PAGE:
• Second, the Corn Laws were repealed, allowing new imports from abroad. The increased availability of grain from these imports depressed prices and convinced many farmers to get out of grain all together and refocus on dairy or vegetable farming, reducing the market for mills in general.
  • Third, white bread came into fashion. The production of white flour requires intense processing, using more than double the power needed to mill brown flour.

Traditional windmills simply could not match steam-powered mills in this processing. Despite warnings from doctors and concerned citizen groups about the health disadvantages of white flour, the consumer had spoken, and had said more processing, please. In the face of the more cost effective steam engine, better able to serve more “refined” social tastes, the windmill rapidly fell out of use in the UK.

Hamilton’s painting was likely completed at just this time.




Beef cattle and windmill on farm of George Hutton. Pie Town, New Mexico. Photographer Russell Lee. Created March 1937. Harvard, Mchenry, Illinois. Library of Congress Call Number LC-USF34-036779. Image source: Photogrammar.

























Aermotor Solitaire, photograph by Bill, October 1, 2015. Used under a Creative Common Attribution-NonCommercial-NoDerivs 2.0 Generic License.

Environmental Studies Past to the Future:

Generating Electricity with Wind

David Brewster

David Brewster, Fish Lake Aermotor, 40 x 30 inches, Oil on Mi-Tientes, 2007.

David Brewster was born in Baltimore, MD in 1960. He, like Hamilton, also landed in Philadelphia where he earned his MFA. This work depicts a scene from the high desert in California. Although it is a contemporary work, the windmill shown is the classic wind pump design introduced in the U.S. in the 1800s.

Just around the same time that windmills were falling out of favor in the UK, they were playing an important role in the United States. Unlike the traditional English windmill, like that in the painting Snow Storm with Figure, the windmills having a boom in the US in the 1800s were not used for grinding grain, but for pumping water.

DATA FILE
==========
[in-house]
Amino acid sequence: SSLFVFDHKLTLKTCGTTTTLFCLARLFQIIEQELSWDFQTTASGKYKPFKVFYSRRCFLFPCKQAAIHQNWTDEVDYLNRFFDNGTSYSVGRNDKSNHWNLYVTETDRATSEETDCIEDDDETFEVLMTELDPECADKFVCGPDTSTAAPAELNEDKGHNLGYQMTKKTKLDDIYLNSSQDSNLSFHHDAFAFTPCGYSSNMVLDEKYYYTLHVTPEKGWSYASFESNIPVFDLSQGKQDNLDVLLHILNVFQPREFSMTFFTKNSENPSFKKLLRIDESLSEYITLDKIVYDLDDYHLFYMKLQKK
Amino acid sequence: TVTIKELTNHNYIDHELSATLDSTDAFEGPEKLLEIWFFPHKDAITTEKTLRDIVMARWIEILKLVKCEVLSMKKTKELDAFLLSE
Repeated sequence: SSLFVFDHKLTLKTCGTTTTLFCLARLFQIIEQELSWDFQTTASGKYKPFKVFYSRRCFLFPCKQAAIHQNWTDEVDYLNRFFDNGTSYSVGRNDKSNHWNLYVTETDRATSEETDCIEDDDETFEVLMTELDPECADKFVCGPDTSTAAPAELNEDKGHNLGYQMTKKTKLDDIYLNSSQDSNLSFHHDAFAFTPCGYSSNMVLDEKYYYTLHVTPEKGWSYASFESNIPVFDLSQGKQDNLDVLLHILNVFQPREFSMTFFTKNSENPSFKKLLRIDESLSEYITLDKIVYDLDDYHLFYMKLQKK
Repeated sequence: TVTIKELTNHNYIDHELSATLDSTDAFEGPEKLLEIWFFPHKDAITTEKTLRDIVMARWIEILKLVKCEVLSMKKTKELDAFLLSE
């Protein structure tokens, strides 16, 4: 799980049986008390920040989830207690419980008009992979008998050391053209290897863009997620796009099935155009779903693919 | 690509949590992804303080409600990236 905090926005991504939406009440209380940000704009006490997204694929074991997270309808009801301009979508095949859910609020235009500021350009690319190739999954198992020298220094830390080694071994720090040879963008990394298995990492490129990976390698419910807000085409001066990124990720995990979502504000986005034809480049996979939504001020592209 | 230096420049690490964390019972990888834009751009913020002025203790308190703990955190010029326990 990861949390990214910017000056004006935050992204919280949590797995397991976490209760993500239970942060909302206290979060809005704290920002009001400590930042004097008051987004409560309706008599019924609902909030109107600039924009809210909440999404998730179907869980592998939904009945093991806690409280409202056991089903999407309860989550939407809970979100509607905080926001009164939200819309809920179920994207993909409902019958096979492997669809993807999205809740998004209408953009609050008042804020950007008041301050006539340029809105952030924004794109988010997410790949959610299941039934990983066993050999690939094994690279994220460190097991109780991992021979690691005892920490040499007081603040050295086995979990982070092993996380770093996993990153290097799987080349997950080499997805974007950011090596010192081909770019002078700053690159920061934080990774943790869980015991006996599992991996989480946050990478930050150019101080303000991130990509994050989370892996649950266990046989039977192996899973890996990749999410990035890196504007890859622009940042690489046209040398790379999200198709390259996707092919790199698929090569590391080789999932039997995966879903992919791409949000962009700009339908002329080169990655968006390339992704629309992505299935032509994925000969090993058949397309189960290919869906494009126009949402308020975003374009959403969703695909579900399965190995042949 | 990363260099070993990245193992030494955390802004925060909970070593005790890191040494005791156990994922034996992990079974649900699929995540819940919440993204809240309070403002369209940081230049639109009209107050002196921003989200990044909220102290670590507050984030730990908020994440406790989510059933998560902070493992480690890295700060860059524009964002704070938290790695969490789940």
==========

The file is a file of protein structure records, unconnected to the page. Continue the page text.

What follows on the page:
They played a crucial role for settlers and farmers in the Great Plains where surface water could be scarce but was abundant underground, if a person could get to it. In his noted work The Great Plains, Walter Prescott Webb credits three things for the success of the settlement of the Great Plains west of the Mississippi River: the Colt 45 revolver, barbed wire and the wind pump (Webb 1891).

Where the traditional English windmill could be said to have been a symbol of the establishment–a privilege of the landed–in the US they could be seen as a tool for those looking to establish themselves. To make livable land they could call their own.

As the purpose of the American Farm Mill, or Wind Pump as they were known, differed from that of the traditional English windmill, so did the design. The wind pump had many more, and more narrow, blades than the “sails “on the traditional mill. This design offered a relatively high starting torque, so that the mill could be relied on to pump water even in light winds. The most famous, and most popular wind pump of the time, the Aermotor ̶ depicted in the painting and referenced in the title ̶ could pump water with wind speeds of less then 3 meters per second.

Many wind pump makers of the time were small operations serving their immediate region. Aermotor was an exception. In its first year of operation in 1888 the company sold 24 windmills. By 1892 Aermotor was selling over 20,000 a year. (Musgrove, 55) But even mighty Aermotor could not maintain its success.

Much like the demise of the windmill in the UK, the U.S. too saw the decline of wind pumps due to a combination of factors including government action and economics. The Rural Electrification Act of 1936 contributed to making electricity available to the various rural farms and settlements that relied on wind pumps. And once available, it was preferable. Where wind pumps, high quality Aermotor in particular, were expensive, electricity was cheap.

Although the demand dwindled, however, it did not die. Aermotor is still in business and, as it claims on the company website, still supplying replacement parts for wind pumps that have been in operation for over 100 years.